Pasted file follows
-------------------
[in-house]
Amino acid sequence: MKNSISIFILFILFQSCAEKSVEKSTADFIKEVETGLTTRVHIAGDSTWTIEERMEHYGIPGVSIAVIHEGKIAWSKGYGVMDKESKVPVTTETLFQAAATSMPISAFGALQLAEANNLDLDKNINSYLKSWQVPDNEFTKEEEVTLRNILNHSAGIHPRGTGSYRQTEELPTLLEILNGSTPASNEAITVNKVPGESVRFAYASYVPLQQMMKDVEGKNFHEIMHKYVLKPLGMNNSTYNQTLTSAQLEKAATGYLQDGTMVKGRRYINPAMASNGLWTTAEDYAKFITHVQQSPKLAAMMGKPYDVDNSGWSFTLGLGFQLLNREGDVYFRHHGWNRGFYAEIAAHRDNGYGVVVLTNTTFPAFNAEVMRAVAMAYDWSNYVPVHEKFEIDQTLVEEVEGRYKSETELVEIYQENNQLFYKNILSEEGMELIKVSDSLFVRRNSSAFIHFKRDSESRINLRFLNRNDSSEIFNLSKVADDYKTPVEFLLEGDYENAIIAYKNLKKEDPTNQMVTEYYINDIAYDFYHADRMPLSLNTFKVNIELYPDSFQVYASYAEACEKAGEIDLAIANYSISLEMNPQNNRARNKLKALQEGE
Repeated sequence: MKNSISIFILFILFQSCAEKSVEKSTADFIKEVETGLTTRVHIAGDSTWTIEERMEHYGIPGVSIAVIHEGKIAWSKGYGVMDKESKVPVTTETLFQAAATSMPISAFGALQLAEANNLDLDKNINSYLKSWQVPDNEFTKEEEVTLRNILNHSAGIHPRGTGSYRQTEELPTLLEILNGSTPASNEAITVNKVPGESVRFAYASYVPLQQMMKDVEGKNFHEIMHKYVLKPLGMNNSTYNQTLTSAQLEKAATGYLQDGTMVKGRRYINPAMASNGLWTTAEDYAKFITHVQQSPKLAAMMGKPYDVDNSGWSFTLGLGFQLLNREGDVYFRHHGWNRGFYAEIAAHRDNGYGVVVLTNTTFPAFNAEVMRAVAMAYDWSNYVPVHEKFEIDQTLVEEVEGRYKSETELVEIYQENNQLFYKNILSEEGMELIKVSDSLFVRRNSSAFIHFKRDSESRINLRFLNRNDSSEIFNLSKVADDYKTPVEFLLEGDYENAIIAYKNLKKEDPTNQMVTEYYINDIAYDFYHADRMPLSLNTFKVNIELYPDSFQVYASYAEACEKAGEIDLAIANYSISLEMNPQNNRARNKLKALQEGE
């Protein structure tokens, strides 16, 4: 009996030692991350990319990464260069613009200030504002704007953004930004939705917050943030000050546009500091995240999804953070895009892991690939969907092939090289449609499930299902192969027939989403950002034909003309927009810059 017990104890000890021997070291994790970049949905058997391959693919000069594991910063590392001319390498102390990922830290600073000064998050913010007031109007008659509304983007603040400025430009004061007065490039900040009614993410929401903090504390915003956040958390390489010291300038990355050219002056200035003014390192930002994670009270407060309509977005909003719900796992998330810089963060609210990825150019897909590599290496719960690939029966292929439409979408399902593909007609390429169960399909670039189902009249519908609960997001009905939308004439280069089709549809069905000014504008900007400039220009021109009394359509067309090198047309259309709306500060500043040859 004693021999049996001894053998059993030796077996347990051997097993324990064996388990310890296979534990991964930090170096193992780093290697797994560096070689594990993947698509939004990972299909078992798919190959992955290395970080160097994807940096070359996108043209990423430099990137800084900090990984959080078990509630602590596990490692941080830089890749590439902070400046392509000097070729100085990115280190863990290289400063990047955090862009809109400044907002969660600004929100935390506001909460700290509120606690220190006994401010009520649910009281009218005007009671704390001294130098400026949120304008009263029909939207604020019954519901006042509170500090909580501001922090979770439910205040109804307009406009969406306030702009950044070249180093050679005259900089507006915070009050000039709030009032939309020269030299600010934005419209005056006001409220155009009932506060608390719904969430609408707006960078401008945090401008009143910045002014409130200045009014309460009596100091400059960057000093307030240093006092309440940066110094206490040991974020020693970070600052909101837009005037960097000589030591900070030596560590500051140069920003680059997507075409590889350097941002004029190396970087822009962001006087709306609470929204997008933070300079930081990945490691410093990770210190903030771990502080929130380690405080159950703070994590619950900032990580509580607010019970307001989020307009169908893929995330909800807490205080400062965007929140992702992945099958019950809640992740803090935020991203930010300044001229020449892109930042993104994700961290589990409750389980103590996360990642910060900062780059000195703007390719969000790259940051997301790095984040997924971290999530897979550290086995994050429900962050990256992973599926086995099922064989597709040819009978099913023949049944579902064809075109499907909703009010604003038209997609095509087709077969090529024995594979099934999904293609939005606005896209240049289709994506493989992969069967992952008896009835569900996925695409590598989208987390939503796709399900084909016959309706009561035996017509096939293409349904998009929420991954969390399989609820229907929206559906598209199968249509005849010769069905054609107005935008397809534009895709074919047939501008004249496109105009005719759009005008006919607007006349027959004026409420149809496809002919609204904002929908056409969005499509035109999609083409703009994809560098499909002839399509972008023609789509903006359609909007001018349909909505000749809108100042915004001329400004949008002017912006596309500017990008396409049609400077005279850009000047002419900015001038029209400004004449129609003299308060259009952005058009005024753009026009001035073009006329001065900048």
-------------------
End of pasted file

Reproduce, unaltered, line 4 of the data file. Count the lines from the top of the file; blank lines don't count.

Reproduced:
């Protein structure tokens, strides 16, 4: 009996030692991350990319990464260069613009200030504002704007953004930004939705917050943030000050546009500091995240999804953070895009892991690939969907092939090289449609499930299902192969027939989403950002034909003309927009810059 017990104890000890021997070291994790970049949905058997391959693919000069594991910063590392001319390498102390990922830290600073000064998050913010007031109007008659509304983007603040400025430009004061007065490039900040009614993410929401903090504390915003956040958390390489010291300038990355050219002056200035003014390192930002994670009270407060309509977005909003719900796992998330810089963060609210990825150019897909590599290496719960690939029966292929439409979408399902593909007609390429169960399909670039189902009249519908609960997001009905939308004439280069089709549809069905000014504008900007400039220009021109009394359509067309090198047309259309709306500060500043040859 004693021999049996001894053998059993030796077996347990051997097993324990064996388990310890296979534990991964930090170096193992780093290697797994560096070689594990993947698509939004990972299909078992798919190959992955290395970080160097994807940096070359996108043209990423430099990137800084900090990984959080078990509630602590596990490692941080830089890749590439902070400046392509000097070729100085990115280190863990290289400063990047955090862009809109400044907002969660600004929100935390506001909460700290509120606690220190006994401010009520649910009281009218005007009671704390001294130098400026949120304008009263029909939207604020019954519901006042509170500090909580501001922090979770439910205040109804307009406009969406306030702009950044070249180093050679005259900089507006915070009050000039709030009032939309020269030299600010934005419209005056006001409220155009009932506060608390719904969430609408707006960078401008945090401008009143910045002014409130200045009014309460009596100091400059960057000093307030240093006092309440940066110094206490040991974020020693970070600052909101837009005037960097000589030591900070030596560590500051140069920003680059997507075409590889350097941002004029190396970087822009962001006087709306609470929204997008933070300079930081990945490691410093990770210190903030771990502080929130380690405080159950703070994590619950900032990580509580607010019970307001989020307009169908893929995330909800807490205080400062965007929140992702992945099958019950809640992740803090935020991203930010300044001229020449892109930042993104994700961290589990409750389980103590996360990642910060900062780059000195703007390719969000790259940051997301790095984040997924971290999530897979550290086995994050429900962050990256992973599926086995099922064989597709040819009978099913023949049944579902064809075109499907909703009010604003038209997609095509087709077969090529024995594979099934999904293609939005606005896209240049289709994506493989992969069967992952008896009835569900996925695409590598989208987390939503796709399900084909016959309706009561035996017509096939293409349904998009929420991954969390399989609820229907929206559906598209199968249509005849010769069905054609107005935008397809534009895709074919047939501008004249496109105009005719759009005008006919607007006349027959004026409420149809496809002919609204904002929908056409969005499509035109999609083409703009994809560098499909002839399509972008023609789509903006359609909007001018349909909505000749809108100042915004001329400004949008002017912006596309500017990008396409049609400077005279850009000047002419900015001038029209400004004449129609003299308060259009952005058009005024753009026009001035073009006329001065900048």